Stack Identity’s IAM Research Finds Machines Lead ‘Shadow Access’

Stack Identity, a Silicon Valley startup automating identity and access management (IAM) governance to identify and eliminate cloud data threat vectors, released its Shadow Access Impact Report, which highlights gaps that could result in cloud breaches.

The data from Stack Identity pertaining to cloud identities and entitlements highlights the gaps through which organizations can suffer cloud breaches, intellectual property and sensitive data loss. Shadow access, the invisible and unmonitored identity and access, increase the risk of breaches, malware, ransomware and data theft that IAM tools are not built to mitigate.

The industry recognizes shadow access as a growing threat to cybersecurity. As seen with the LastPass data breach, the report shows how shadow access and the fragmented IAM systems increase permissions to external threat actors.

“Our first Shadow Access Impact Report shows the high percentage of non-human identities that are driven by the cloud automation flywheel of more clouds, third-party data access and more identities,” said Venkat Raghavan, founder and CEO at Stack Identity. “The impact of shadow access goes beyond the risk of data exfiltration and cloud breaches. The fragmented and static IAM systems today enable shadow access to remain undetected, and make cloud compliance and governance static, time-consuming and expensive.”

Stack Identity’s findings are based on the analysis of 60 live cloud instances scattered across cloud IAM, cloud IDP, infrastructure as code, data stores, HR systems, ticketing systems, emails, spreadsheets and screenshots. For a guide of scale, one of the cloud environments had thousands of cloud identities, 320 data assets, 400 AWS customer-defined policies and 10GB per day of CloudTrail volume.

Key takeaways from the report include:

  • Only four percent of identities are human while the remaining are non-human identities (automatically generated by APIs, cloud workloads, data stores, microservices and other multi-cloud services)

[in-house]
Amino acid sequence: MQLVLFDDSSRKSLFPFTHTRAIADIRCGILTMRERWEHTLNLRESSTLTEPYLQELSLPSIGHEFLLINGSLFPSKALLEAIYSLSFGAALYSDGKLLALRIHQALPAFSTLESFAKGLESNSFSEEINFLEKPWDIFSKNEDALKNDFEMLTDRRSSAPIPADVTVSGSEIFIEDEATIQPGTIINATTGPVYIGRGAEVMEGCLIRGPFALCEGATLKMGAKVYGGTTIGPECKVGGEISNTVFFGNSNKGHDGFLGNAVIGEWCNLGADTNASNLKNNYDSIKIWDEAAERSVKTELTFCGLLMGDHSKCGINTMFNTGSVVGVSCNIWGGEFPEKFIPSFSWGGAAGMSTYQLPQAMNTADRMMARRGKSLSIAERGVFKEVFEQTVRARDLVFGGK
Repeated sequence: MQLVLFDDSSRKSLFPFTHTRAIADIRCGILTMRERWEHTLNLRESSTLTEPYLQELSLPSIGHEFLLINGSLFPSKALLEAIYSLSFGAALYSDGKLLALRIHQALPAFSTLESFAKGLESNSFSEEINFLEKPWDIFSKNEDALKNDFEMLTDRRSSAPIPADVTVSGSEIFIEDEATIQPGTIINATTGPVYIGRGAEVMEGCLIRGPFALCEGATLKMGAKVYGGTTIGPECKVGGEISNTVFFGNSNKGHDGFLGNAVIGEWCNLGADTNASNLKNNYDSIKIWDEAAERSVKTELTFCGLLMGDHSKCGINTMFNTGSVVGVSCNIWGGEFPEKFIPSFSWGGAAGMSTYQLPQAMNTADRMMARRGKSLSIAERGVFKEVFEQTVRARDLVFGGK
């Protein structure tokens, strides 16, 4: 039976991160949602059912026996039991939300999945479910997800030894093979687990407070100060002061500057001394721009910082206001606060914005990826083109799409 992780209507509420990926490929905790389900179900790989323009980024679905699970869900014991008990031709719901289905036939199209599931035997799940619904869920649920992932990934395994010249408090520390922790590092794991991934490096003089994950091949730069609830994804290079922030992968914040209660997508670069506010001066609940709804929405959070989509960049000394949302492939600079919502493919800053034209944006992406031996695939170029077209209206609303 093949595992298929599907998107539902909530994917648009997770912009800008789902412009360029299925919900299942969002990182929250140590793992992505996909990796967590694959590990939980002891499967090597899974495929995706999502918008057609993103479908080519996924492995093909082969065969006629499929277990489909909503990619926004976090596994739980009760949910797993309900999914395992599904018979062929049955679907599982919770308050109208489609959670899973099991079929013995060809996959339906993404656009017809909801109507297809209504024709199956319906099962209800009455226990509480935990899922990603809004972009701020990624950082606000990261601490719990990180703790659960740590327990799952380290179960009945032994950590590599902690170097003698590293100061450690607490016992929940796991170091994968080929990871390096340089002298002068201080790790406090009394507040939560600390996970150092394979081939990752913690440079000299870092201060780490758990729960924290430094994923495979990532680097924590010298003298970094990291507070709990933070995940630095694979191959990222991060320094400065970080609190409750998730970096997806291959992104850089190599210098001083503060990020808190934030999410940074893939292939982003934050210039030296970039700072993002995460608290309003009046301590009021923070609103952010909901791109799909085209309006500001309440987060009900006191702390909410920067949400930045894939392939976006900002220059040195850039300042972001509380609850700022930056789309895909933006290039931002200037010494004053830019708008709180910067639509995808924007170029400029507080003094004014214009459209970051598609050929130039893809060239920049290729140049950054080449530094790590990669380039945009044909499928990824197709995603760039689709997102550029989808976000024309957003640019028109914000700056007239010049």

• Five percent of identities in the cloud have admin permissions
  • Twenty-eight percent of policies in the cloud have some level of permission management
  • Three out of every four policies used in cloud environments include write permissions

The report explains the 10 different types of shadow access that DevOps and SecOps teams need to be aware of and provides best practices on how to follow an attacker’s traceable cloud IAM footprints to reduce the risk of cloud data breaches and data exfiltration.

“DevOps teams cannot keep up with the vast numbers of policy actions combined with sensitive data assets that multiply the volume of risk combinations,” said Dr. Prakash Shetty, director of product strategy, cloud security and operations at Stack Identity. “By detecting the IAM footprints created by shadow access exploits, DevOps and security teams have the visibility and analytical context needed to prioritize remediation of security risks to cloud identities, data and resources.“

To access the full findings from the Stack Identity Shadow Access Impact Report, register here To run a 60-minute assessment of shadow access vulnerabilities to find the IAM blind spots in your cloud environment, register here